In addition to underground exploration and training, members carry-out historical research, the results of which the Club publishes in various formats.
The Club produces a quarterly publication called "Below!" which contains details of recent club trips, articles of historical interest, mining & caving history and other news items involving underground features. Old issues are available online.
Small items of historical interest from old newspapers, magazines and journals which members have come across, and which we feel might be of interest are reproduced on this website in our "What the Papers Said" section. Hopefully these might help someone else with their research.
Selected news reports have been saved (linked to the News page) and more reports of Club members research will appear on the website soon as the 'Reports' section. Some of these reports will have appeared in old editions of Below! or a Journal.
The detailed results of Members research on a particular mine site or topic is occasionally published by the Club in the form of an "Account".
Accounts can range from detailed surveys and histories of particular sites, to write-ups on Club explorations, and the results of historical research into, for example, mining accidents in Shropshire.
Rather than lose material through the lack of publication, it was felt that small research topics should be released to a wider audience - if only to prevent the duplication of work by others, these items of historical interest which were considered too long for "Below!" and too short to be a Club "Account" are printed in the Club Journal.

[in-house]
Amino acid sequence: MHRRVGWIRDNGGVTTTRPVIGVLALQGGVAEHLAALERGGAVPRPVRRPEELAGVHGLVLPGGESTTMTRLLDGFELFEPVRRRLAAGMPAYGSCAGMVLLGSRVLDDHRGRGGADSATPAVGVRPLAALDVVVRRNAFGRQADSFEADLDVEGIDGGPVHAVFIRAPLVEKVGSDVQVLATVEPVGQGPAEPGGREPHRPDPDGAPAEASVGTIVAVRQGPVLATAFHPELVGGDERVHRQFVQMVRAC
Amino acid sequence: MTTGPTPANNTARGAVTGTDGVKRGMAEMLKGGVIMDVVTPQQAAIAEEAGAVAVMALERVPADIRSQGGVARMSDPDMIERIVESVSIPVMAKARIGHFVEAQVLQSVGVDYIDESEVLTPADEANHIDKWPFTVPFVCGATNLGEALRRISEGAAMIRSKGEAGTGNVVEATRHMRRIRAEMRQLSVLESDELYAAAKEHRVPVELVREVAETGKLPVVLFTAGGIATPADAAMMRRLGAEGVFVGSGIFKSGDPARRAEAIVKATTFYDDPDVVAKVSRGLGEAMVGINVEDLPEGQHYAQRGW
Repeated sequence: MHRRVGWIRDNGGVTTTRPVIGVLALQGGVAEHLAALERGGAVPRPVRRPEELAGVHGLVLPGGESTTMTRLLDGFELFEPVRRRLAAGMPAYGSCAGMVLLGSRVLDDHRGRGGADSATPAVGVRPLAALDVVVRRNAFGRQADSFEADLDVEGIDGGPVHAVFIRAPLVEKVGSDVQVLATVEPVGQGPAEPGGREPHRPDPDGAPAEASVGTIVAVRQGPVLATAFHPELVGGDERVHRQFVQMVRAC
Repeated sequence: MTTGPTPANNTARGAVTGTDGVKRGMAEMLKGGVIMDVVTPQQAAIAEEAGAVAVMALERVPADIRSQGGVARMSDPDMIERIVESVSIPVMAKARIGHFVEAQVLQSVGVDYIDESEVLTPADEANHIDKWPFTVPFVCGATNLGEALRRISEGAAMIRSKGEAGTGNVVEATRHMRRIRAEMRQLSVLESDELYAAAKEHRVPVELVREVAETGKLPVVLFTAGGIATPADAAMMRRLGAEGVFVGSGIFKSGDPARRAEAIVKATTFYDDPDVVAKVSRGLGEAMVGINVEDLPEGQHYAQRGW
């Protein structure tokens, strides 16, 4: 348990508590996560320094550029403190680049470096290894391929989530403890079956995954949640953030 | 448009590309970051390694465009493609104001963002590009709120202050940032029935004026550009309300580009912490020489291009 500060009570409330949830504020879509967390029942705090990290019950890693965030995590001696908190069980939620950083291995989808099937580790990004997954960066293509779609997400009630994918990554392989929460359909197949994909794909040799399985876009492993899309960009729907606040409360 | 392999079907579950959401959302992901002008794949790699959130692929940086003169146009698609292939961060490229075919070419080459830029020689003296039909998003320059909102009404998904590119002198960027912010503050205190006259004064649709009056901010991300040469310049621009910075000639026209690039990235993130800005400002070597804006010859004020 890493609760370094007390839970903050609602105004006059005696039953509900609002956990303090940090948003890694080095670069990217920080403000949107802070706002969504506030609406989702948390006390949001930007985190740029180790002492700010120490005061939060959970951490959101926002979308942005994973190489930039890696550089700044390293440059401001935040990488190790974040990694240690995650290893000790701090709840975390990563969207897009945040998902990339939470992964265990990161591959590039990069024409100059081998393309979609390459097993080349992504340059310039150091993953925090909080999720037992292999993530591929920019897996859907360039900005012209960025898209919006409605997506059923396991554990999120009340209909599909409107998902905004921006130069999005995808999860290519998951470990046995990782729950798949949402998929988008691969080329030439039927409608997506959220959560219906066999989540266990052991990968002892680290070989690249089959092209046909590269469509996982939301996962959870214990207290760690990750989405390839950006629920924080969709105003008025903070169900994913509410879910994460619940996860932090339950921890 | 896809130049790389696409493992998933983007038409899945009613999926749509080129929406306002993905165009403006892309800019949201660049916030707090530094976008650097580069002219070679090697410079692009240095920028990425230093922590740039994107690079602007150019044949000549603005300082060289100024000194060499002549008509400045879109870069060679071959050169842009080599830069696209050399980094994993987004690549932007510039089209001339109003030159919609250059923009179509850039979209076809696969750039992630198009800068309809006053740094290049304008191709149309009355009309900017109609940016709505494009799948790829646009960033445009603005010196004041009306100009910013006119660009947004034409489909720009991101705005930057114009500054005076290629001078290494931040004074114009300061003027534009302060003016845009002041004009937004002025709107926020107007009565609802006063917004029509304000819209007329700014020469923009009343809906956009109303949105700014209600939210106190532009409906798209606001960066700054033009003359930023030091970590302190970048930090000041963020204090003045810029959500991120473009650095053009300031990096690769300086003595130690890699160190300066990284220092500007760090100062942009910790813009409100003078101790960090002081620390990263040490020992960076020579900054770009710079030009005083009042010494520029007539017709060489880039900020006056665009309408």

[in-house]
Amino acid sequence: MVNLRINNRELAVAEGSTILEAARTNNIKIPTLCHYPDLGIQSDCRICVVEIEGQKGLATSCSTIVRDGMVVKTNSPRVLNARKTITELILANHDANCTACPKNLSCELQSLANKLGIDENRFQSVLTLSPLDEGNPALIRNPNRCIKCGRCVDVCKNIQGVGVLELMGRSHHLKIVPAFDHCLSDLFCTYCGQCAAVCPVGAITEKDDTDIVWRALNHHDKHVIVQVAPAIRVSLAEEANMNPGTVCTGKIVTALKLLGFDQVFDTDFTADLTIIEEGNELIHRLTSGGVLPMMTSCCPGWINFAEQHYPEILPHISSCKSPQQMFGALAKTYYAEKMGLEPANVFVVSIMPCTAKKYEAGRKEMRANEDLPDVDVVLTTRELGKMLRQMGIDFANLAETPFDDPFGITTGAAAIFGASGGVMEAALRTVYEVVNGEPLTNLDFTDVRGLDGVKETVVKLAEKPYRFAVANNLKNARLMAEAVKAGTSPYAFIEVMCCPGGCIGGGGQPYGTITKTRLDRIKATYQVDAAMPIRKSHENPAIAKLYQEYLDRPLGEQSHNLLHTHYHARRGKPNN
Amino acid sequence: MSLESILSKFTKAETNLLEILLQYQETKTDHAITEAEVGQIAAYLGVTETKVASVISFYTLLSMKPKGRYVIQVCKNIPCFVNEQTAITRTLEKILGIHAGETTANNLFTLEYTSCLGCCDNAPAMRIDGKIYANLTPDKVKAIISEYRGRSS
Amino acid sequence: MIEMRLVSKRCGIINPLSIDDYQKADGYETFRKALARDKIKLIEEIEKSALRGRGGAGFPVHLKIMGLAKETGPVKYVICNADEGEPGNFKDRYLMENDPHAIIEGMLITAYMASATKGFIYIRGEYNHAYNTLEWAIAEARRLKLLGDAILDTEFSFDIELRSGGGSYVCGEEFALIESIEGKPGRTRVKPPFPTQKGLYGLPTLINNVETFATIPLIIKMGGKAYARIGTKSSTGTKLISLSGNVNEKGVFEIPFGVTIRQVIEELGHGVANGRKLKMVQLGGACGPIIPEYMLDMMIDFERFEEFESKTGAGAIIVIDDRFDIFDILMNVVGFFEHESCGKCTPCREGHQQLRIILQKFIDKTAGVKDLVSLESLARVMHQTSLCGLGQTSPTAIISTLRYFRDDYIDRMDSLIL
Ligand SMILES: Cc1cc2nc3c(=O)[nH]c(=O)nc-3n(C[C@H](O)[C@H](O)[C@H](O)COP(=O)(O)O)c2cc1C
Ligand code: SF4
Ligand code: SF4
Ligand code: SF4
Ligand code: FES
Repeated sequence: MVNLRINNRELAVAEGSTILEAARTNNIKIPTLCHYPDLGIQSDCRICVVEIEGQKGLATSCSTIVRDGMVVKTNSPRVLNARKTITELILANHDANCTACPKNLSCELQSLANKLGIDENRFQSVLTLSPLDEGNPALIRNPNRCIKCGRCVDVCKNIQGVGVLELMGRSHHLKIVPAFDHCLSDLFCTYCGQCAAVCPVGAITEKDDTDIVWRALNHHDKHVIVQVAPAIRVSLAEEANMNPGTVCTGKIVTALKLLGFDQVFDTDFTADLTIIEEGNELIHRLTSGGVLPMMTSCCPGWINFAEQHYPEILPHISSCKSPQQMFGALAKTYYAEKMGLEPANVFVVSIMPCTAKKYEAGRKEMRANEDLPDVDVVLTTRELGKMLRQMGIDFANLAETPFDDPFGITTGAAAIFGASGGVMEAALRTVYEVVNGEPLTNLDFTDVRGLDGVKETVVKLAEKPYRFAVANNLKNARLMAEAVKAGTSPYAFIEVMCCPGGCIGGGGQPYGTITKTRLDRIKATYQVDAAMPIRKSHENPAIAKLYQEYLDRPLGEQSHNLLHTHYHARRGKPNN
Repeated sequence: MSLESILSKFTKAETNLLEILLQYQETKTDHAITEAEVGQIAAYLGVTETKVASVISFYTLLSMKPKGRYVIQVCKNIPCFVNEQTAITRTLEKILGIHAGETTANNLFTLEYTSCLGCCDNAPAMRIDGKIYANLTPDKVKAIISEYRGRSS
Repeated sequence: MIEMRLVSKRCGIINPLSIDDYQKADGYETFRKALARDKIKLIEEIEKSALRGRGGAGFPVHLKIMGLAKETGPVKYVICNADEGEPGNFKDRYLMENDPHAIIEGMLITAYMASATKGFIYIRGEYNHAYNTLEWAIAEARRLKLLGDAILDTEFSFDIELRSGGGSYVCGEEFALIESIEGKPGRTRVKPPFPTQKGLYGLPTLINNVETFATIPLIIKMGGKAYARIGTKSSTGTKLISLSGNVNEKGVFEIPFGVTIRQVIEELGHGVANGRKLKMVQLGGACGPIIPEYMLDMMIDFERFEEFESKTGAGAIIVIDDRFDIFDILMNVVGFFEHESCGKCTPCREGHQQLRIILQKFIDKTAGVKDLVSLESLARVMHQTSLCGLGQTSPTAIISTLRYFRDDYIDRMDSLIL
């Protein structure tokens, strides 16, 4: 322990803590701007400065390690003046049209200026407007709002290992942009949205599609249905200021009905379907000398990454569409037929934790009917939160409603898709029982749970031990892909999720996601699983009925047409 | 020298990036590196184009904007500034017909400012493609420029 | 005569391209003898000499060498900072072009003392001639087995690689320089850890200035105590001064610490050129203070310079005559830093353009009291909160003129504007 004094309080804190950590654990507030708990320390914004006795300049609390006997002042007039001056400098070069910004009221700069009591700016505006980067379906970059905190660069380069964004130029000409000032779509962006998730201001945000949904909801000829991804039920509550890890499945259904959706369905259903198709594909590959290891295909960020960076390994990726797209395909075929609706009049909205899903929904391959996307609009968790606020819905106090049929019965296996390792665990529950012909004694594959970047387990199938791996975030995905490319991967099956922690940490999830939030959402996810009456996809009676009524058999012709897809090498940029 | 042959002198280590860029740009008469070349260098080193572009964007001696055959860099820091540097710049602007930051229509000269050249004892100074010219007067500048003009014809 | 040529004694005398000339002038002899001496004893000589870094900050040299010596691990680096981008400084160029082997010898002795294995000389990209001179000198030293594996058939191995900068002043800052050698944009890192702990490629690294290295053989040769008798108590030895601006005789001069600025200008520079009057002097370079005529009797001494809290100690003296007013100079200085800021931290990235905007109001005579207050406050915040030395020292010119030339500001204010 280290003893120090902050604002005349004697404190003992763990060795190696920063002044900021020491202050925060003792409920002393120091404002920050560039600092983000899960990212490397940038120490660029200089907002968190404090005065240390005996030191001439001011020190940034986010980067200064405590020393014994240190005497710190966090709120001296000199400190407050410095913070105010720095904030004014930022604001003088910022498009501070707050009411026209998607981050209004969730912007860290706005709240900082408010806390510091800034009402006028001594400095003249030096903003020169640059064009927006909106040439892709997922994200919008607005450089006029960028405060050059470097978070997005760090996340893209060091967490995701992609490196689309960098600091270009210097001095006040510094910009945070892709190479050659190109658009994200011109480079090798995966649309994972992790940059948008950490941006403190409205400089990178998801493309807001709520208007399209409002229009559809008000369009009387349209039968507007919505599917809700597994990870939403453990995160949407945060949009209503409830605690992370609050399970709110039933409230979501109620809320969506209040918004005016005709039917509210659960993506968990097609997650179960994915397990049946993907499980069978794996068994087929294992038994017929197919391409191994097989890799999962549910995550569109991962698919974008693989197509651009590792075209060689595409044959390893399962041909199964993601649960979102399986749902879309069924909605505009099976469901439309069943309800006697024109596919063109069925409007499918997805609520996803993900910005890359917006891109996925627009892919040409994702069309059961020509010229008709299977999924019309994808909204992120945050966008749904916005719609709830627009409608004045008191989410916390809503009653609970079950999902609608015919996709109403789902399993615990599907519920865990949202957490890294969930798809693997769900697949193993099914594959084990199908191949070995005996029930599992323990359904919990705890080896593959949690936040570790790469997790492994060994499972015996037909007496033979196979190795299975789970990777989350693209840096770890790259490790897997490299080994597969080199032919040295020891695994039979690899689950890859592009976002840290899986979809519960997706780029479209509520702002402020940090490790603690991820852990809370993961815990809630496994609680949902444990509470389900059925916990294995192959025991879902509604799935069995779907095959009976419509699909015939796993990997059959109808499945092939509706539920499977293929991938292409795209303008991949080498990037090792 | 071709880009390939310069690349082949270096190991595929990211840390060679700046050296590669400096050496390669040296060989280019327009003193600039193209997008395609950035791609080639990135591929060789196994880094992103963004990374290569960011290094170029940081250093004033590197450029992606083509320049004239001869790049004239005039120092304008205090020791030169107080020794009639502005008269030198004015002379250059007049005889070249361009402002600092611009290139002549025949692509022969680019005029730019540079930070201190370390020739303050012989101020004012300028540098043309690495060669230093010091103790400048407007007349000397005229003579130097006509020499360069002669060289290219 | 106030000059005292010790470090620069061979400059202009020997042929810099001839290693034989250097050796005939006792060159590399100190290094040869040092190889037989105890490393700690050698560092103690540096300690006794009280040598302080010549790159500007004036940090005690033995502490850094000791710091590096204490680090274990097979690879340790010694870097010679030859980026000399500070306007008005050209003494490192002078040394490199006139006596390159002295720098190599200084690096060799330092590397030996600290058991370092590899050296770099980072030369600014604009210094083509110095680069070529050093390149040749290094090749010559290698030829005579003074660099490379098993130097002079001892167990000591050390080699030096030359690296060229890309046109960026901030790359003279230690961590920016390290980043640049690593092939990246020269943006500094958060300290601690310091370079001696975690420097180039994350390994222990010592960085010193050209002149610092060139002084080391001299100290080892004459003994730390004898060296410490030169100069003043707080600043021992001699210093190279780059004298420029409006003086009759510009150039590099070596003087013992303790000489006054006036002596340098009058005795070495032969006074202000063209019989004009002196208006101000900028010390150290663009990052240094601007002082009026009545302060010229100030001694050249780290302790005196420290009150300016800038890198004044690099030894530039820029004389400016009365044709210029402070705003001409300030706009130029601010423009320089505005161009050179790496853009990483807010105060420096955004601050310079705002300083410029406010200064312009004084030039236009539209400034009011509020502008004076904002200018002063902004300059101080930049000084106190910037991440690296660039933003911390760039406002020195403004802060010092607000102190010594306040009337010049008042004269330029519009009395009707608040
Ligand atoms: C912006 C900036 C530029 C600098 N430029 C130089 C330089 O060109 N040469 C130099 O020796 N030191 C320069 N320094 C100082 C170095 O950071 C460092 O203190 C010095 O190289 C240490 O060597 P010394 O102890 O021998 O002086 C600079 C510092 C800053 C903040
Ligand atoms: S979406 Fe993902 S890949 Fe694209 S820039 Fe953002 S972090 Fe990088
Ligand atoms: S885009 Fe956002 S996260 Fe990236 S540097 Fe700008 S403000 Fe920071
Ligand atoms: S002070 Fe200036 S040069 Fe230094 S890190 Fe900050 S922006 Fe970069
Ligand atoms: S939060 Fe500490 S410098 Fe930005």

Advances in desktop publishing and electronic techniques have meant that many items that once would have only been printed in a Club Journal can now appear in "Below!". As a result there has been a 16 year gap between Journal 9 and Journal 10 - which has been produced this year to mark our 60th Anniversary.
In the past few decades mining in Britain has undergone considerable changes. Modern "state-of-the-art" mines have often closed within a few years of opening, and some have even been abandoned before they were finished!
Old abandoned mines have become the focus of attention for planners and developers and hundreds of sites have been filled in, demolished and made "safe".
Working in conjunction with I.A.Recordings an attempt has been made to record something of Britain's underground heritage, before it is too late.
As a result of this collaboration a number of video recordings (available on DVD) have been made of Club visits, explorations and activities at home and abroad.